vArmor: Identifying and Guarding Security-Critical Data in COTS Applications

Award Information
Agency: Department of Defense
Branch: Defense Advanced Research Projects Agency
Contract: 140D6318C0080
Agency Tracking Number: D173-003-0041
Amount: $149,496.80
Phase: Phase I
Program: SBIR
Solicitation Topic Code: SB173-003
Solicitation Number: 2017.3
Solicitation Year: 2017
Award Year: 2018
Award Start Date (Proposal Award Date): 2018-03-29
Award End Date (Contract End Date): 2019-03-25
Small Business Information
104 S. Estes Dr., Chapel Hill, NC, 27514
DUNS: 080078085
HUBZone Owned: N
Woman Owned: N
Socially and Economically Disadvantaged: N
Principal Investigator
 Kevin Valakuzhy
 (704) 936-6721
Business Contact
 Kevin Snow
Phone: (919) 458-8002
Research Institution
Over a decade ago, security practitioners highlighted threats posed by memory corruption exploits subverting systems through manipulation of security-critical non-control-datawithout ever corrupting application control-flow. Since that demonstration, however, the full power of data-oriented attacks went largely unnoticed until very recently. One reason for this recent emergence is that exploitation of critical software (e.g., browsers, document-viewers, webservers) is getting harder due to widespread deployment of mitigations such as Data-Execution Prevention (DEP), Address-Space Layout Randomization (ASLR) and Control-Flow Integrity (CFI). Exploitation in face of DEP forces adversaries to rely on finding clever ways to chain together small instruction snippets (gadgets) to implement malicious logic, while bypassing ASLR requires disclosure of memory to identify those gadgets. With the deployment of CFI (e.g., CFGuard) in modern systems, however, sequencing gadgets is increasingly difficult. Not surprisingly, attacks simply evolved to instead make better use of memory disclosures (and modifications) by leaking security-sensitive data (e.g. HeartBleed) or modifying security-critical data (e.g., disabling DEP or browser same-origin policies). This trend will only get worse if strong protections are not put in place for guarding data in commodity closed-source software. We propose using recent advances in binary analysis to adapt source-based sandboxing to closed-source applications.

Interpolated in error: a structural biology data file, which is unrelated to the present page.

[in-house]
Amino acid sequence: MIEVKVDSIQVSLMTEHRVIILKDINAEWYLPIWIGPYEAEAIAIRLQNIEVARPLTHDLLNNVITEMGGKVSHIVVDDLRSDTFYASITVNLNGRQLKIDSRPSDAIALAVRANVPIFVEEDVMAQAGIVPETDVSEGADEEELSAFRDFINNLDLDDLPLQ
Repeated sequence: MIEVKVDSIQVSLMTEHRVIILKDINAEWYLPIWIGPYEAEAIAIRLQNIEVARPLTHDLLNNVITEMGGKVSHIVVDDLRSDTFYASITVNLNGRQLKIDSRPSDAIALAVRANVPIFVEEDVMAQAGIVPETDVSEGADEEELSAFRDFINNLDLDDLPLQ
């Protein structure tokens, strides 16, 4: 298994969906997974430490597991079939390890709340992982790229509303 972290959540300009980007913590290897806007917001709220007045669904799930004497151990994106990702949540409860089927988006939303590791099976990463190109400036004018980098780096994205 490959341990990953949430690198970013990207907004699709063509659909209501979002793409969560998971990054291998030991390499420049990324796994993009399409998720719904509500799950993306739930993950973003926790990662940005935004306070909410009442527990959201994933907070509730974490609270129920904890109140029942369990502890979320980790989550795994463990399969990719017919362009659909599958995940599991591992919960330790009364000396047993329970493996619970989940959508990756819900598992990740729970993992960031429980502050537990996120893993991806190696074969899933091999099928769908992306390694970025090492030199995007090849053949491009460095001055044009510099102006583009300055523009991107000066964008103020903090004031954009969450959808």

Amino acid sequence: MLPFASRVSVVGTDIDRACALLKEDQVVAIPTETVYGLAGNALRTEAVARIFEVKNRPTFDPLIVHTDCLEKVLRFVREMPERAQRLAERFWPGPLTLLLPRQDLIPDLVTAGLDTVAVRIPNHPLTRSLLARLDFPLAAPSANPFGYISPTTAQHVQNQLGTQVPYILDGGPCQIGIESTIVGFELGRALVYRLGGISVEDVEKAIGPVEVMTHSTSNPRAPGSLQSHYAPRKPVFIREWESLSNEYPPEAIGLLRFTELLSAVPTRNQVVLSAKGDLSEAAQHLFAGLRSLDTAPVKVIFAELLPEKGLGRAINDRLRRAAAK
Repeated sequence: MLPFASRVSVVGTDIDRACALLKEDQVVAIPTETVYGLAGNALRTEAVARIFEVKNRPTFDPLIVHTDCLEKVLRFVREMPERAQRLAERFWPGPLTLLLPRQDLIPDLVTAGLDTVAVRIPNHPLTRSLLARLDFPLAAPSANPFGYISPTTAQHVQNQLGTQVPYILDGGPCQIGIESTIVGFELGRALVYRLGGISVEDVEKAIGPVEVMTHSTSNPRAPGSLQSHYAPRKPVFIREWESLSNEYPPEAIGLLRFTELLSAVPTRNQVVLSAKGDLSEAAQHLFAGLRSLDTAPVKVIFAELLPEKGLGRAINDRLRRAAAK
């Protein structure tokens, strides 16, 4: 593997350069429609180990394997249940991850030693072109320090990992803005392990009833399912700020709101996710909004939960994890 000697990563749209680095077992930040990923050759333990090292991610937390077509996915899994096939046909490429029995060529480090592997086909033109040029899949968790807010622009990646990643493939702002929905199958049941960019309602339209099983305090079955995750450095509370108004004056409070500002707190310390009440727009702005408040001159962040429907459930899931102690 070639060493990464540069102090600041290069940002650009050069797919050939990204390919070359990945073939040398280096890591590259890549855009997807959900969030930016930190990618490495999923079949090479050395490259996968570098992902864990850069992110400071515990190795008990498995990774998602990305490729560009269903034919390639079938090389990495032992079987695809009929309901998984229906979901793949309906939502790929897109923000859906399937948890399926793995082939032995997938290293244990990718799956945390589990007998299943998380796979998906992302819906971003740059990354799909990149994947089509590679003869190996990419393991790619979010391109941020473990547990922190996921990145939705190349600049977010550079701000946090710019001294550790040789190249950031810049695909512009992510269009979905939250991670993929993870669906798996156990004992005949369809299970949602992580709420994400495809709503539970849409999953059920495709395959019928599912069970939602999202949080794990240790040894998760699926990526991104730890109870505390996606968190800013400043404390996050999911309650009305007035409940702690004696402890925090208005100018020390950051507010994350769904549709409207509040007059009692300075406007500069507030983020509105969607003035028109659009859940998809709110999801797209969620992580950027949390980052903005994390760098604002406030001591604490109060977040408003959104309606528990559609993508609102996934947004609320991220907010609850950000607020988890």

* Information listed above is at the time of submission. *

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